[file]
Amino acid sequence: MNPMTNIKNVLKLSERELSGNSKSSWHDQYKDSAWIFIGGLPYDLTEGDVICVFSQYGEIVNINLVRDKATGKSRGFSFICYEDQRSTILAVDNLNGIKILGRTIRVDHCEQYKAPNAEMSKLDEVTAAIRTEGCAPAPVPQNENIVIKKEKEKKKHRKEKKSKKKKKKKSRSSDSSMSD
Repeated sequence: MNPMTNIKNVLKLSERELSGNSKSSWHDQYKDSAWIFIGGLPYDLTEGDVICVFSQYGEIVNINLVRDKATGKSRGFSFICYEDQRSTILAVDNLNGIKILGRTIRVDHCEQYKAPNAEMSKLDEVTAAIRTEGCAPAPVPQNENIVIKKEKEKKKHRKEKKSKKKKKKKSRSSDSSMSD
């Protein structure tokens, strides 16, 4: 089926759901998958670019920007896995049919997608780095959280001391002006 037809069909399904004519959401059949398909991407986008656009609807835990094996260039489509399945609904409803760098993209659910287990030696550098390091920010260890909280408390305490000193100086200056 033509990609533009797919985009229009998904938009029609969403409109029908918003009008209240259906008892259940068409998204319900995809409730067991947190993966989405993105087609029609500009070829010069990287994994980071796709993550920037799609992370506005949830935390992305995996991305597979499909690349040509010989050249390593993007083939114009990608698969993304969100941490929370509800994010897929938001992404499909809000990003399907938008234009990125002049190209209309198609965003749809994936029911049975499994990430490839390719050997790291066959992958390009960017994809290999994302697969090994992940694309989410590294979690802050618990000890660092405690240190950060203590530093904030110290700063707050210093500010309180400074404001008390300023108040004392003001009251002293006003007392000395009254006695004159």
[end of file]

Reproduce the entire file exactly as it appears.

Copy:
Amino acid sequence: MNPMTNIKNVLKLSERELSGNSKSSWHDQYKDSAWIFIGGLPYDLTEGDVICVFSQYGEIVNINLVRDKATGKSRGFSFICYEDQRSTILAVDNLNGIKILGRTIRVDHCEQYKAPNAEMSKLDEVTAAIRTEGCAPAPVPQNENIVIKKEKEKKKHRKEKKSKKKKKKKSRSSDSSMSD
Repeated sequence: MNPMTNIKNVLKLSERELSGNSKSSWHDQYKDSAWIFIGGLPYDLTEGDVICVFSQYGEIVNINLVRDKATGKSRGFSFICYEDQRSTILAVDNLNGIKILGRTIRVDHCEQYKAPNAEMSKLDEVTAAIRTEGCAPAPVPQNENIVIKKEKEKKKHRKEKKSKKKKKKKSRSSDSSMSD
């Protein structure tokens, strides 16, 4: 089926759901998958670019920007896995049919997608780095959280001391002006 037809069909399904004519959401059949398909991407986008656009609807835990094996260039489509399945609904409803760098993209659910287990030696550098390091920010260890909280408390305490000193100086200056 033509990609533009797919985009229009998904938009029609969403409109029908918003009008209240259906008892259940068409998204319900995809409730067991947190993966989405993105087609029609500009070829010069990287994994980071796709993550920037799609992370506005949830935390992305995996991305597979499909690349040509010989050249390593993007083939114009990608698969993304969100941490929370509800994010897929938001992404499909809000990003399907938008234009990125002049190209209309198609965003749809994936029911049975499994990430490839390719050997790291066959992958390009960017994809290999994302697969090994992940694309989410590294979690802050618990000890660092405690240190950060203590530093904030110290700063707050210093500010309180400074404001008390300023108040004392003001009251002293006003007392000395009254006695004159």